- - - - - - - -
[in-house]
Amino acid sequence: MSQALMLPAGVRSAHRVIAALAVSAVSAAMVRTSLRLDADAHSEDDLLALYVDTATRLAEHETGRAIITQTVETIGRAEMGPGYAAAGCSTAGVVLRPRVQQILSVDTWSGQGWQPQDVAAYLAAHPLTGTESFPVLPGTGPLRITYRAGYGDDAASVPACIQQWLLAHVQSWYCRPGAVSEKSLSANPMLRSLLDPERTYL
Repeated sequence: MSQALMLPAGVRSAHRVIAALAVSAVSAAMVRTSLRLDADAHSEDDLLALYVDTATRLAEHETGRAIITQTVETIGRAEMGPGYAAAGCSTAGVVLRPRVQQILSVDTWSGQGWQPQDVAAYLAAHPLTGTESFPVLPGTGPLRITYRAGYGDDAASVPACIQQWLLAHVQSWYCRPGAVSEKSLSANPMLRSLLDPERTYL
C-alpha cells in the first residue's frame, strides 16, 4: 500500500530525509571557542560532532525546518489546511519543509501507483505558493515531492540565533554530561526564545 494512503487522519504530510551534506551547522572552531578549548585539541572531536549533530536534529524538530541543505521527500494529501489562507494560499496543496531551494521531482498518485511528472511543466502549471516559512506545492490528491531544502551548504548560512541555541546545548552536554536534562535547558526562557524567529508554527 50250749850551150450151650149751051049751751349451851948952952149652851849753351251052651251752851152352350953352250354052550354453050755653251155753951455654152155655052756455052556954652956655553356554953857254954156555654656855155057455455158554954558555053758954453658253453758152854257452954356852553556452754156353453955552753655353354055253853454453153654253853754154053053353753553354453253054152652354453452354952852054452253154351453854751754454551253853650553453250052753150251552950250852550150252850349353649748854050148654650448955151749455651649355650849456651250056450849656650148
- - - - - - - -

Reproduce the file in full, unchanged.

[in-house]
Amino acid sequence: MSQALMLPAGVRSAHRVIAALAVSAVSAAMVRTSLRLDADAHSEDDLLALYVDTATRLAEHETGRAIITQTVETIGRAEMGPGYAAAGCSTAGVVLRPRVQQILSVDTWSGQGWQPQDVAAYLAAHPLTGTESFPVLPGTGPLRITYRAGYGDDAASVPACIQQWLLAHVQSWYCRPGAVSEKSLSANPMLRSLLDPERTYL
Repeated sequence: MSQALMLPAGVRSAHRVIAALAVSAVSAAMVRTSLRLDADAHSEDDLLALYVDTATRLAEHETGRAIITQTVETIGRAEMGPGYAAAGCSTAGVVLRPRVQQILSVDTWSGQGWQPQDVAAYLAAHPLTGTESFPVLPGTGPLRITYRAGYGDDAASVPACIQQWLLAHVQSWYCRPGAVSEKSLSANPMLRSLLDPERTYL
C-alpha cells in the first residue's frame, strides 16, 4: 500500500530525509571557542560532532525546518489546511519543509501507483505558493515531492540565533554530561526564545 494512503487522519504530510551534506551547522572552531578549548585539541572531536549533530536534529524538530541543505521527500494529501489562507494560499496543496531551494521531482498518485511528472511543466502549471516559512506545492490528491531544502551548504548560512541555541546545548552536554536534562535547558526562557524567529508554527 50250749850551150450151650149751051049751751349451851948952952149652851849753351251052651251752851152352350953352250354052550354453050755653251155753951455654152155655052756455052556954652956655553356554953857254954156555654656855155057455455158554954558555053758954453658253453758152854257452954356852553556452754156353453955552753655353354055253853454453153654253853754154053053353753553354453253054152652354453452354952852054452253154351453854751754454551253853650553453250052753150251552950250852550150252850349353649748854050148654650448955151749455651649355650849456651250056450849656650148